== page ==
The German element in the United States by Albert Bernhardt Faust, Volume 2 (Houghton Mifflin company, 1909)
CARL SCHURZ, Balch Institute for Ethnic Studies
WHY IMMIGRATION OUGHT NOT TO BE RESTRICTED, a letter to the editor, New York Times, December 30, 1892, by Louis Windmuller
Carl Schurz, a biography by Hans Louis Trefousse (Fordham Univ Press, 1998)
Modern History Sourcebook: Documents of German Unification, 1848-1871
The Reminiscences of Carl Schurz, Volume One (1829-1852)
OTTENDORFER, Oswald 1826 - 1900
VILLARD, Henry (1835-1900)
Ferdinand Hilgard on spartacus
Memoirs of Henry Villard, journalist and financier, 1835-1900 edited by Fanny Garrison Villard (Houghton, Mifflin and Company, 1904)
Abraham Jacobi in wikipedia
Abraham Jacobi Biography (1830-1919) in faqs.org
Abraham Jacobi on famousamericans.net
"Abraham Jacobi — A Sketch" by Algernon Thomas Bristow in New York State journal of medicine, Vol. 10, No. 5, May 1910 (Medical Society of the State of New York, 1910)
Formative years: children's health in the United States, 1880-2000 by Howard Markel (University of Michigan Press, 2002)
Rhineland Radicals: The Democratic Movement and the Revolution of 1848-1849 by Jonathan Sperber (Princeton University Press, 1992)
"The Grandson of the Liberator" by R.L. Duffus, American Mercury Magazine edited by H. L. Mencken, September to December 1927 (Kessinger Publishing, 2003)
"DR. ABRAM JACOBI," Response to the toast, "The Citizen," at a complimentary dinner at Delmonico's, New York City, May 5, 1900, tendered to Dr. Jacobi on the occasion of the seventieth anniversary of his birth, in Speeches, correspondence and political papers of Carl Schurz Volume 6 (G.P. Putnam's Sons, 1913)
"ABRAHAM JACOBI — A SKETCH," by Algernon Thomas Bristow in (New York State journal of medicine, Vol 10, No. 5, May, 1910 (Medical Society of the State of New York, 1910)
 The quote comes from Leslie's history of the greater New York by Daniel Van Pelt (New York, Arkell Pub. Co., 1898). It is echoed in most of the other biographic dictionaries.
 I'll let one example stand for all: Charles Hauselt was well known in his day and not since. Two-thousand souls showed up for his funeral including many political dignitaries and heads of local civic organizations. The New York Times reported that "several aged Germans were so much overcome by the close atmosphere that they had to be assisted to the open air." (FUNERAL OF MR. HAUSELT.; TWO THOUSAND PERSONS ATTEND THE SERVICES AT ST. MATTHEW'S, New York Times, February 12, 1890.) A few days after the funeral, Hauselt's memory was honored at a large gathering at Steinway Hall. The Times reported said, "The great esteem in which Charles Hauselt was held, not only by his fellow-countrymen in this city but by all who had ever had relations with him, was still further testified to yesterday by the memorial services which where held in the afternoon at Steinway Hall." (HONORING CHARLES HAUSELT.; STEINWAY HALL CROWDED AT HIS MEMORIAL SERVICES., New York Times, February 17, 1890.) The Times index lists 55 instances in which it appeared in articles, and all but one in papers published prior to 1908. This Google Ngram for Charles Hauselt shows that his surname appeared in many books during his life and very few times in recent decades (the uptick in the last 20 years is for other people named Hauselt).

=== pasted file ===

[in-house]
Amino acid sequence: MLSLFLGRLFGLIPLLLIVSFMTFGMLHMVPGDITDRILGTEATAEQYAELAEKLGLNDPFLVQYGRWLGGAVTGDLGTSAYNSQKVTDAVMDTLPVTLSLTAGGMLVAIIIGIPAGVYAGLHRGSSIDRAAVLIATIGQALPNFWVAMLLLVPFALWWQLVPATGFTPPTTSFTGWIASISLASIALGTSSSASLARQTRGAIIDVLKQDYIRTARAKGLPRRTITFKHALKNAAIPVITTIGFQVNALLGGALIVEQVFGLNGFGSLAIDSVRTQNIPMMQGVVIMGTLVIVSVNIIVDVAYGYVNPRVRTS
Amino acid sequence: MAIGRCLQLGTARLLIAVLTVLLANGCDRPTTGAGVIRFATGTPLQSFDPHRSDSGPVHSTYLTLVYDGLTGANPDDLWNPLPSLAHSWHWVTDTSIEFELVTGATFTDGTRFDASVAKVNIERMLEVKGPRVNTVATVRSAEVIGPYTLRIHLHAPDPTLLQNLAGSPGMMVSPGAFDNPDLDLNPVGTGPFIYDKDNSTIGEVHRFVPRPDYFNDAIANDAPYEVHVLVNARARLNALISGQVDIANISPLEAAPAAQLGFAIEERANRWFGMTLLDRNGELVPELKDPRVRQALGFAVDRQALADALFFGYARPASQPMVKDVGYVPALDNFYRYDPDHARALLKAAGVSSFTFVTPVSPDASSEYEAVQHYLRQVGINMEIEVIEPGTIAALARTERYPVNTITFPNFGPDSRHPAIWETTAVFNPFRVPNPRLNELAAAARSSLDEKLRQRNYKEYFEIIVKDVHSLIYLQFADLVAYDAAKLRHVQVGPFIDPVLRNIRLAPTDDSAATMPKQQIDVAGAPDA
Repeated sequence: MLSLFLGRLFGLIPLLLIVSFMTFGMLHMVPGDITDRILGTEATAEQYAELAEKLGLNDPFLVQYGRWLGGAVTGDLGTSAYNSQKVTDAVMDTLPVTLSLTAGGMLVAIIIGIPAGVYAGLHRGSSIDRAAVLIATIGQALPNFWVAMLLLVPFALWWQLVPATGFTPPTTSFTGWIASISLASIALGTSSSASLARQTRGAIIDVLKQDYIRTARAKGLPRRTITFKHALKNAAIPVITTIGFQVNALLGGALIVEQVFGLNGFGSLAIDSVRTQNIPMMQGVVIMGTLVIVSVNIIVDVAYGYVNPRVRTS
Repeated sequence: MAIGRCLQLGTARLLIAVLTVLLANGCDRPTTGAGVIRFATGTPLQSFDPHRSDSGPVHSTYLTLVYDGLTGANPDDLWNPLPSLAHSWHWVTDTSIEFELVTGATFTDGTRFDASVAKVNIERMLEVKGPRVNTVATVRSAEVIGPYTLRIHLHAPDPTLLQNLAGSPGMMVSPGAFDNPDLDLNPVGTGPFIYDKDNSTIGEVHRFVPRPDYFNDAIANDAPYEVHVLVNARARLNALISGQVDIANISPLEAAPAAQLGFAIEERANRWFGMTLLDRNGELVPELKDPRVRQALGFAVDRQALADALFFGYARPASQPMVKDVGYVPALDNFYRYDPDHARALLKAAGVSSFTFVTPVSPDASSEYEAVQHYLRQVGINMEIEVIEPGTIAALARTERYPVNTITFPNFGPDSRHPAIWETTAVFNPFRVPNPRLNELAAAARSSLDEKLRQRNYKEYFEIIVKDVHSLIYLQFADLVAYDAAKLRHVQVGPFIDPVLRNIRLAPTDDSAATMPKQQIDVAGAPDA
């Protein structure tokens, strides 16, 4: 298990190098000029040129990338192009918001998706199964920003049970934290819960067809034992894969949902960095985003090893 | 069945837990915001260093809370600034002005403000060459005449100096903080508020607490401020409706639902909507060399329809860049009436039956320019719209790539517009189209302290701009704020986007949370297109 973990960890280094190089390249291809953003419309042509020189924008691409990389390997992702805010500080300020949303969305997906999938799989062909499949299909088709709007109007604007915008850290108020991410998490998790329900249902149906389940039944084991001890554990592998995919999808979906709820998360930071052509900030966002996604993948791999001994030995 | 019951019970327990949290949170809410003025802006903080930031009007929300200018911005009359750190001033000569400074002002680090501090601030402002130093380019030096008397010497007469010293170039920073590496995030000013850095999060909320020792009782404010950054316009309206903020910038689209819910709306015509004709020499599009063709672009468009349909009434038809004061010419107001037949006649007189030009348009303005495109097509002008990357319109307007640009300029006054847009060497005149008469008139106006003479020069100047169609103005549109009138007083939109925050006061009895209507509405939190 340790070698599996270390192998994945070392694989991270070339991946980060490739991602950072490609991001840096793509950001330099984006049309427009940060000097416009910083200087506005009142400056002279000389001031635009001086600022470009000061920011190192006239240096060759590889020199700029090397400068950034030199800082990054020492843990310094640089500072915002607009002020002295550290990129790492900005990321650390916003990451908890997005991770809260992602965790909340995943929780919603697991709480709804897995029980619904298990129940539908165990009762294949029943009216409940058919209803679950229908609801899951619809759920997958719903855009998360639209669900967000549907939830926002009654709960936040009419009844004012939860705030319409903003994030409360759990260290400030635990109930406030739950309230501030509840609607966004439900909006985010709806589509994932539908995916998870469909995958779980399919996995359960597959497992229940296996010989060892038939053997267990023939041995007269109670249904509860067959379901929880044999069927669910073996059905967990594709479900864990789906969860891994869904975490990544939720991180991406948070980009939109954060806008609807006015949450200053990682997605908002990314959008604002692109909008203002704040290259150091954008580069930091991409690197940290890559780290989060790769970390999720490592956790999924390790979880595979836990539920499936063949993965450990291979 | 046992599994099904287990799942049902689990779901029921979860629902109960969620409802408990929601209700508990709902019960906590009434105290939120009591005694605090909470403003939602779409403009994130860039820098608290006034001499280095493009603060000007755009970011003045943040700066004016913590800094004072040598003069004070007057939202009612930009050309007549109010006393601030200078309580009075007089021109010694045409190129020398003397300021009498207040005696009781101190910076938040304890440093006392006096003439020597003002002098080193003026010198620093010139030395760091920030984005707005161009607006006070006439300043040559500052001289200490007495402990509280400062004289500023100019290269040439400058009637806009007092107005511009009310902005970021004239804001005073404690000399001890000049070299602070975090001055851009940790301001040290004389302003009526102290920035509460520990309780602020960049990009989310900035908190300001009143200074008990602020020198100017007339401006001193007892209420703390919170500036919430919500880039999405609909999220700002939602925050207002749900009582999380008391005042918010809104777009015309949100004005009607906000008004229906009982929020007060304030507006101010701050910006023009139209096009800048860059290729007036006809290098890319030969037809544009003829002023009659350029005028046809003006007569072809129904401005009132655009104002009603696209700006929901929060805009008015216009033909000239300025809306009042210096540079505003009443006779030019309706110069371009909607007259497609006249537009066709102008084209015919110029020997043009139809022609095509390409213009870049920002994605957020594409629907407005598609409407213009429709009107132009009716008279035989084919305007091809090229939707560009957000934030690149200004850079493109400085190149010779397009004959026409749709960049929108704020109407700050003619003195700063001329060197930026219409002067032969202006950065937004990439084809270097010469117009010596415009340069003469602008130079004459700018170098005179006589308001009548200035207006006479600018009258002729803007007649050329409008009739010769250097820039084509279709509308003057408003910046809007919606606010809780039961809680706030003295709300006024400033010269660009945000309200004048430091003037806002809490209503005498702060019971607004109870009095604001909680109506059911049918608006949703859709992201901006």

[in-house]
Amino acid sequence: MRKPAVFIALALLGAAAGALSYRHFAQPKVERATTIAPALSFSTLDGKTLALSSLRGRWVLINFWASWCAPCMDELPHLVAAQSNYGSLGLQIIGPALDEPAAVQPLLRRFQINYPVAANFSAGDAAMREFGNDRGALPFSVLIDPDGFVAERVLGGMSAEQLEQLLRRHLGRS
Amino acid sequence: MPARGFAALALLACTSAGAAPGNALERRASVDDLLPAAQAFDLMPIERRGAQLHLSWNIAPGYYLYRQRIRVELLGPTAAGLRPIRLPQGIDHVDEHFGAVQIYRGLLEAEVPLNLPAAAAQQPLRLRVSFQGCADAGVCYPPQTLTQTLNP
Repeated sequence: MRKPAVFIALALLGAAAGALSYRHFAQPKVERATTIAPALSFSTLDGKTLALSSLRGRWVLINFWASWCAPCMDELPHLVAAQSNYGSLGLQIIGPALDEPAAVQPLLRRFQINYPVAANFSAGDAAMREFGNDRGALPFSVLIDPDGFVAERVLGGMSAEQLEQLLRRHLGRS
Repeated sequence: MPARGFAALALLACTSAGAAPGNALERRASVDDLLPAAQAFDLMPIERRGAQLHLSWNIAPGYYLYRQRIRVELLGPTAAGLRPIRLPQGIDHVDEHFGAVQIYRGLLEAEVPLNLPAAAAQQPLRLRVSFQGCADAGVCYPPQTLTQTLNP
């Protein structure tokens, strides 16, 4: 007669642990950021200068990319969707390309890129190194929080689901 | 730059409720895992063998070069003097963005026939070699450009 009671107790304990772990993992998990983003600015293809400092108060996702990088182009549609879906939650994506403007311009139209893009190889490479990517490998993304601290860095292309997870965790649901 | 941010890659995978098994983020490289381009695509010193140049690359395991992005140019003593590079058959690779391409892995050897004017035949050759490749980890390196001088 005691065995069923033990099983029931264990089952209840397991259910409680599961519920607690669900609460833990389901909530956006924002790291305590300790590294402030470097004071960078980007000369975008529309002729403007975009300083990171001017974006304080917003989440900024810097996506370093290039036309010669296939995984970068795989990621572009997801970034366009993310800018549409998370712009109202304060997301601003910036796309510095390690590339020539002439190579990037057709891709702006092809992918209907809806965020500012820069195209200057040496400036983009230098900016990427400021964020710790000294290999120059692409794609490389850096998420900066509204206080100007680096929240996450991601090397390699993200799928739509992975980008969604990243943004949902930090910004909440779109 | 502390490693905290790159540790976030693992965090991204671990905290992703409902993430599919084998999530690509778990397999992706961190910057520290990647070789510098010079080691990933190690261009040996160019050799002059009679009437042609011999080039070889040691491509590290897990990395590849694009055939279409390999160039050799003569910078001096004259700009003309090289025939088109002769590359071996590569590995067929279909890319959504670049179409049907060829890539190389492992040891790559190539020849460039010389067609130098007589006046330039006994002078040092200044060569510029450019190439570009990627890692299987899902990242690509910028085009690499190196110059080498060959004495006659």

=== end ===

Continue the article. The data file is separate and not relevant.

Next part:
See this previous post on prominent German-Americans.
Windmuller said this in a proposal for the city to erect a monument to the poet Goethe. Brooklyn Daily Eagle, November 24, 1909.
 "Between 1845 and 1854 over one million German citizens left their homes and emigrated, many of them as a result of the failed revolution of 1848 and its aftermath. The 'Forty-Eighters' who came to the United States both for political and economic reasons went through different stages of adaptation to the new country. The immigrants contributed to the political, social and cultural life of their new homeland by transforming staid communities on the East coast, by founding new settlements in the Midwest and West, and by swelling the number of politically conscious artisans and workers in the big cities. Their voting power and personal sacrifices were of great importance in the abolition of slavery in the U.S. They participated in the debate about the women's vote and in stressing the concepts of free and general education."
-- Carl Schurz and the Forty-Eighters in America.
 Carl Schurz wrote that the Frankfort Parliament suffered from "an overabundance of learning and virtue and a want of that political experience and sagacity." -- Reminiscences of Carl Schurz, Volume One (1829-1852), CHAPTER VI. Germany (1848-1871) on the Open Door web site gives a succinct summary. See also Modern History Sourcebook: Documents of German Unification, 1848-1871